â€¢ The sheer stench of ___ ____ as he lay on my back during a forward fold sent me running to the toilette causing an all-orafice eruption the likes of which I have not experienced since eating street meat in Jaipur.
â€¢ I couldnâ€™t even begin to focus on the yoga while pondering the grime in ___ ____â€™s beard.
â€¢ Thank God for the chocolate because the yoga in ____ _______â€™s class made me feel like a lobotomized rodent with my scrotum trapped on a hamster wheel.
Of course, the last review pertained to me and my class. What is one to do?
As goes the quote by Henry Beecher, “A person without a sense of humor is like a wagon without springs, jolted by every pebble in the road.”
Before putting your head on the pillow at night, try to find something stressing you out,
some way you are taking life too seriouslyâ€¦and laugh it off!
And lastly, the word “stressed” spelled backward is desserts. For the past 8 years, as mentioned above, I’ve presented the Yoga & Chocolate experience. After yoga class, the participants indulge in super exotic and delicious chocolate. It’s all about living through our senses, instead of our minds.
I once read that every single form of technology in our culture is an extension of the mind. There is not yet a form of technology that’s an extension of our emotions and senses.
Given the amount of time we spend each day glued to our technology, we overuse our minds and underuse our senses.
It’s so common to be in the midst of a powerful moment and whip out the cell phone to take a picture or videoâ€¦or send a tweet or text. All of these pale in comparison to the power of recording a moment as a scent, touch, taste, or sound.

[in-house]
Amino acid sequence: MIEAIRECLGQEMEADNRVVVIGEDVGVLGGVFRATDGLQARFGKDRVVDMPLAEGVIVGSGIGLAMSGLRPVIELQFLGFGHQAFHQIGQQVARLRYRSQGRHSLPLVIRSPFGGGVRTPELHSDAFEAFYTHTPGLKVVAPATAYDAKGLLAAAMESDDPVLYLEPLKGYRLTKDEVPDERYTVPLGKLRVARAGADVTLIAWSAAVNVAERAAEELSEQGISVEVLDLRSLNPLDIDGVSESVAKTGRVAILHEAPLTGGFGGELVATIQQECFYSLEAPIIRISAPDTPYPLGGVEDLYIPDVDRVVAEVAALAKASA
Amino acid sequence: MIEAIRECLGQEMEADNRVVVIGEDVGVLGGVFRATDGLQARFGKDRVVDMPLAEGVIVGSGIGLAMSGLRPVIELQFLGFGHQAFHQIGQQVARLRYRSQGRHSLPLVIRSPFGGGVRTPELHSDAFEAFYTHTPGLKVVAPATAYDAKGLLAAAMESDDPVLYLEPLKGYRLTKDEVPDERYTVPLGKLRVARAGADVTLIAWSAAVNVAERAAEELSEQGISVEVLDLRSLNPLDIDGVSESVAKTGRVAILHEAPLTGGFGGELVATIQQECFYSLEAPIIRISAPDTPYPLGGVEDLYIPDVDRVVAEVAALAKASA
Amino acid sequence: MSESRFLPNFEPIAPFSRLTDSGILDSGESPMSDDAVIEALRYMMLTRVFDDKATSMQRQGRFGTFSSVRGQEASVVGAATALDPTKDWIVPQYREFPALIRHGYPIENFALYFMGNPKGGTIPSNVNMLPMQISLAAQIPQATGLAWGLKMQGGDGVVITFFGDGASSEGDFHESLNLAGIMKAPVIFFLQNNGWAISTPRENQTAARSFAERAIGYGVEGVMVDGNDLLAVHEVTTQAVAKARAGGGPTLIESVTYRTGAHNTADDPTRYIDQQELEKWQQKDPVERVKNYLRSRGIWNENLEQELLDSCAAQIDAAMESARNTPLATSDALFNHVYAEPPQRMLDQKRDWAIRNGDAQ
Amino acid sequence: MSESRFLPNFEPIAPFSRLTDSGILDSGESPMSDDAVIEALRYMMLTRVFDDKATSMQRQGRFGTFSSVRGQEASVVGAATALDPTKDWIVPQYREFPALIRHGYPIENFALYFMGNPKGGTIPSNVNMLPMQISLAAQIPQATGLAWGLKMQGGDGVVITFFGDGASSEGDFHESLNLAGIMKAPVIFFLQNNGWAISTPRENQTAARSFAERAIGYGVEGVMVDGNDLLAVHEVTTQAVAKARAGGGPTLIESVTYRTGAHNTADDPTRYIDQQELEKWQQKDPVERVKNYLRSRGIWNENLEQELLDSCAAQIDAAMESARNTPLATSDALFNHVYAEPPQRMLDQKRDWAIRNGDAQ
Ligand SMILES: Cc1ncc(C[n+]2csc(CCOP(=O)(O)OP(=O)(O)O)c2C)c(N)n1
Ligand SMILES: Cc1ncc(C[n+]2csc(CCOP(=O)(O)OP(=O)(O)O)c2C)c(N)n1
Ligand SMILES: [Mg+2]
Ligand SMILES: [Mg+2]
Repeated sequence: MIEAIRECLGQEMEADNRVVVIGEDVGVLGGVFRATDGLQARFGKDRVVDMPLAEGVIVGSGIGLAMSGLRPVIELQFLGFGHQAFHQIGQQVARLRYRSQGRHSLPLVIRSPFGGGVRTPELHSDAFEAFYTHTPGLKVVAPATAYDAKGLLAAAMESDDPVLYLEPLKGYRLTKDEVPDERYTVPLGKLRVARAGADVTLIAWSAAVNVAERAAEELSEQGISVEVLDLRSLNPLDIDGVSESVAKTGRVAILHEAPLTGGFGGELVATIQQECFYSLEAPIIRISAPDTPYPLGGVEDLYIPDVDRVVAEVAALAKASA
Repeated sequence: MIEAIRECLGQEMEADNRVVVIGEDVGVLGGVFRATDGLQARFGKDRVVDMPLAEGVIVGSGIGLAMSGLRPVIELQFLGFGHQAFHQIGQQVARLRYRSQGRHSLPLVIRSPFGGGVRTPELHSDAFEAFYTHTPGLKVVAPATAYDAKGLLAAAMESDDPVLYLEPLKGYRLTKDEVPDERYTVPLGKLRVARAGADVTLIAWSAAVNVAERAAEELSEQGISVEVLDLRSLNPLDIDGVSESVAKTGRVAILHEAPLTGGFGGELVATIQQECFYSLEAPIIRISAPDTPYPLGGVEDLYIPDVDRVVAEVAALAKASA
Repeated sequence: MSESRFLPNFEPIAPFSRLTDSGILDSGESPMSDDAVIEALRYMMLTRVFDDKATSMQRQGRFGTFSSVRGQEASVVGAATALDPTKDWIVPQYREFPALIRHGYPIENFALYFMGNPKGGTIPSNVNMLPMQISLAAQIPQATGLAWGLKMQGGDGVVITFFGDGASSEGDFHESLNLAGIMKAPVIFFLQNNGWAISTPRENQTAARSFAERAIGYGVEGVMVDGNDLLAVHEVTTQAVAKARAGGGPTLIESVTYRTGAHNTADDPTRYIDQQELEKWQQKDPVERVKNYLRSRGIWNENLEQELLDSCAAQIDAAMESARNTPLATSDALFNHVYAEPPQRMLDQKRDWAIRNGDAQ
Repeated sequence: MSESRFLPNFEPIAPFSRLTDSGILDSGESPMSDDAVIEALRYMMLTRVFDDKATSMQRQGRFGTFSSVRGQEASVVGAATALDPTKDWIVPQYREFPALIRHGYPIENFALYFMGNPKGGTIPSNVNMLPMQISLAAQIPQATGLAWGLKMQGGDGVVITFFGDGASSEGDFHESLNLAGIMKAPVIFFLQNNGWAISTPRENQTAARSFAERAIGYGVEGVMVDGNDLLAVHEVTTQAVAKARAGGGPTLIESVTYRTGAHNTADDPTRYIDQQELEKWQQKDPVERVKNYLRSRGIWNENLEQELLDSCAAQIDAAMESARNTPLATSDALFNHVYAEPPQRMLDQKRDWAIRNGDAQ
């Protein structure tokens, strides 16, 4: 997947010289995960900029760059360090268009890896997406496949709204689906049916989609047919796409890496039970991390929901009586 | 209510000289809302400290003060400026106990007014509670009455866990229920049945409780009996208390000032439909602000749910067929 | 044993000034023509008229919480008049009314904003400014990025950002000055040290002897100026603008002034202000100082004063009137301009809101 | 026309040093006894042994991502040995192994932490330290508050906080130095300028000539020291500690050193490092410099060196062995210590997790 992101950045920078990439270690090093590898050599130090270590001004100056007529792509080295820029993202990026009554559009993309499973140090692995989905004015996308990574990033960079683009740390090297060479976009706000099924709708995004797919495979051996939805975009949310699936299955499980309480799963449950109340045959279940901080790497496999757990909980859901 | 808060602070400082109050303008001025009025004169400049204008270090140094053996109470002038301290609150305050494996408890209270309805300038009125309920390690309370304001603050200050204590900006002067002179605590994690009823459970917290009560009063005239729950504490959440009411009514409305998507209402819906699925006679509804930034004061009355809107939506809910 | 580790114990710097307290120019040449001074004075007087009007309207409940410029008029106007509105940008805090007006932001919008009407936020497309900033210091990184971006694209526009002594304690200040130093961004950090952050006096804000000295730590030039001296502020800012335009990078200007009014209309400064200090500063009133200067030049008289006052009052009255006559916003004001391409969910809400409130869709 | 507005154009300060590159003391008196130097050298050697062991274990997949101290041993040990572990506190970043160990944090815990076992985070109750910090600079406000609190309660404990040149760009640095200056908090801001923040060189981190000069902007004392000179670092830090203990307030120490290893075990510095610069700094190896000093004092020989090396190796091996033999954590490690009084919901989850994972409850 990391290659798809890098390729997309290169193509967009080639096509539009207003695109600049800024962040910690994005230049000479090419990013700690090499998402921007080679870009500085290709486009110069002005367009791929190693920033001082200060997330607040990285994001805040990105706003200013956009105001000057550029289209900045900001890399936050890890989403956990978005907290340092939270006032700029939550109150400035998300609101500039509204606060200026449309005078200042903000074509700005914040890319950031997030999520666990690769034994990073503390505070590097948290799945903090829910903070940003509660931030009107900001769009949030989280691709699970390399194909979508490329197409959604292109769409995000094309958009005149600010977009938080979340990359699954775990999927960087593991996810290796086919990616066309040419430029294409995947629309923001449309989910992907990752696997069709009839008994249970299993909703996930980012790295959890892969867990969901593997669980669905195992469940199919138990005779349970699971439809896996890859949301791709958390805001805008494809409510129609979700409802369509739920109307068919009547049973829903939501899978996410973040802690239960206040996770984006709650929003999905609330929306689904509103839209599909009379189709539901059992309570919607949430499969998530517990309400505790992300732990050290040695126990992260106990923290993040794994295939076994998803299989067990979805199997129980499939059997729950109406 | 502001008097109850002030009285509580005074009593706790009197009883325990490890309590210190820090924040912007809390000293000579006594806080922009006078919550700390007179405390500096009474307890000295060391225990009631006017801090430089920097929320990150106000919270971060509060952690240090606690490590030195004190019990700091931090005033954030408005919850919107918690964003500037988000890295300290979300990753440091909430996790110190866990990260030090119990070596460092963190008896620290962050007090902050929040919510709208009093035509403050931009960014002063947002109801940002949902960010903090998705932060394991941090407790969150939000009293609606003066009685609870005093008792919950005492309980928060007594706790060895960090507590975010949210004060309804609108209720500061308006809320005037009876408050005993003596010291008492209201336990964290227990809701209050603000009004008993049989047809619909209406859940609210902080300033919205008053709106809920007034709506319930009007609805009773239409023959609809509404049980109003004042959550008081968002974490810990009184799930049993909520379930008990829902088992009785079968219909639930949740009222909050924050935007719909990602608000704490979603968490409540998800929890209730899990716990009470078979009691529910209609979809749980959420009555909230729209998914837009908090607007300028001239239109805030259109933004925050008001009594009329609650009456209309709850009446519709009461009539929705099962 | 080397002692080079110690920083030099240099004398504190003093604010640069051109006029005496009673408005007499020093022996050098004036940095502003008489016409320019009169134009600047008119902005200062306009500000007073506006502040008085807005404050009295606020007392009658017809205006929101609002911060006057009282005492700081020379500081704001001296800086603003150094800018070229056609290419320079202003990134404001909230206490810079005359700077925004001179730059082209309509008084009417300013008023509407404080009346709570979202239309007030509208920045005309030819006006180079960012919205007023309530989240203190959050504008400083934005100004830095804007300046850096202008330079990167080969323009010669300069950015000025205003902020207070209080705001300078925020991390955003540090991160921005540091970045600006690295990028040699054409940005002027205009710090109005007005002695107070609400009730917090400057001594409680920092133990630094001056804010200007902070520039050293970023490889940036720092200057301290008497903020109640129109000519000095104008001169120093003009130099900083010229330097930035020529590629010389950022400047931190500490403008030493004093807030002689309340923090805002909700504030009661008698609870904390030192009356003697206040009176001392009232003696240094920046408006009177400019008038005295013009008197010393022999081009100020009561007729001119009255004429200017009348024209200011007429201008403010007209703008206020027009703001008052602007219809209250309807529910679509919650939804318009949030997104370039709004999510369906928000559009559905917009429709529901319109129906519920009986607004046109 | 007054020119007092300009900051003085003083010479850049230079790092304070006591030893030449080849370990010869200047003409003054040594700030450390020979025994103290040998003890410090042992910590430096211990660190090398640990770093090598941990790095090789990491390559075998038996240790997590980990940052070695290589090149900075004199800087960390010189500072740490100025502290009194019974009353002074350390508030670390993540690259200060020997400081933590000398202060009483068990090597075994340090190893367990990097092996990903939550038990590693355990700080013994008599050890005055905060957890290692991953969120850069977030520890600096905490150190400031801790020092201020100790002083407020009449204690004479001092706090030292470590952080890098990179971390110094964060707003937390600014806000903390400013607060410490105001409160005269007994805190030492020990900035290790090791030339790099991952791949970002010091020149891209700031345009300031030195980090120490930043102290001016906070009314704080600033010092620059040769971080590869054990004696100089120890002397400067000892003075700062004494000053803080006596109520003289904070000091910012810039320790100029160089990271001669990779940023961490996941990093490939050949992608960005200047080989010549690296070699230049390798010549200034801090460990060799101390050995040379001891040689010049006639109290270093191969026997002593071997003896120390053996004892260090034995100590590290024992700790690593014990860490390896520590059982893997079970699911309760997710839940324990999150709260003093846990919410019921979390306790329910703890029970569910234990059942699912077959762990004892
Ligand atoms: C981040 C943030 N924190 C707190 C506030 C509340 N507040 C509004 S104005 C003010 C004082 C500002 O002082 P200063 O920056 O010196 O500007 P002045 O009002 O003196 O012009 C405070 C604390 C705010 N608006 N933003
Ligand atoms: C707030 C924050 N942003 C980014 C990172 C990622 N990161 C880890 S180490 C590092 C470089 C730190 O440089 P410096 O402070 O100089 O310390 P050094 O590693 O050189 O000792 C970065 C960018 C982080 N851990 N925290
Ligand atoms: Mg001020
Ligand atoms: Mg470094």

Most powerful of all is scent, because scent is the only one of the senses to trigger an emotion before it triggers a thought. That’s why scent-oriented memories can really move us.
For instance, whenever I smell Drakkar-Noir cologne, I’m transported back to 1988 and my 10th Grade semi-formal. I must have bathed in the stuff because it triggers a vivid memory of my beautiful date who was from the Valley in LA and had hair puffed so high with product that you couldnâ€™t see the blue background on her driverâ€™s license image.Â Â Yes, Drakkar-Noir takes me there every time!
That night was meaningful because I was still a virgin and urban legend had it that the right cologne (if you can call it that) would help you score.
As cheesy as the word â€œdrakkarâ€ sounds and as bad as it looks in that unchanging, dark metallic Euro-cool bottle, nowadays Drakkar is literally a time machine. One spritz and Iâ€™m right back in the limo 22 years ago. I wish I had more memories as rich and vivid as this one.
The more we are able to smell, taste, and touch life for all its delicious and savory sweetness, the more vibrant our moments and memories will be.
If you think back to a week ago Wednesday, or two weeks ago Tuesday, do you remember anythingâ€¦or is your life, like mine, becoming a big blur?
I invite you to give the BFD Mantra a try, sign up to receive your Moment of the Day, and take a few seconds each day to savor a piece of chocolate; or stop and watch a street musician; or laugh at your crazy, stressed out self because sometimes that is our last resort before going insane.
I hope you discover the BFD Mantra to be an entertaining a way by which to begin the process of slowing down and preparing for the wherewithal and skills that go into a deeper meditation practice. And if all else fails, let us just enjoy the moments.
As goes my favorite quote by Robin Sharma, “Life is just a series of moments, if you miss the moments, you miss your life.”
David Romanelli is a pioneer in modernizing the ancient practice of yoga. His Yoga for Foodies, Yoga + Chocolate, and Yoga + Wine experiences have been featured inÂ Food + Wine, The New York Times, Newsweek, and Oprah Magazine; and his bookÂ Yeah Dave’s Guide to Livin’ the MomentÂ reached #1 on theÂ Amazon.comÂ Self-Help Bestseller List.Â Check out his website:Â www.yeahdave.com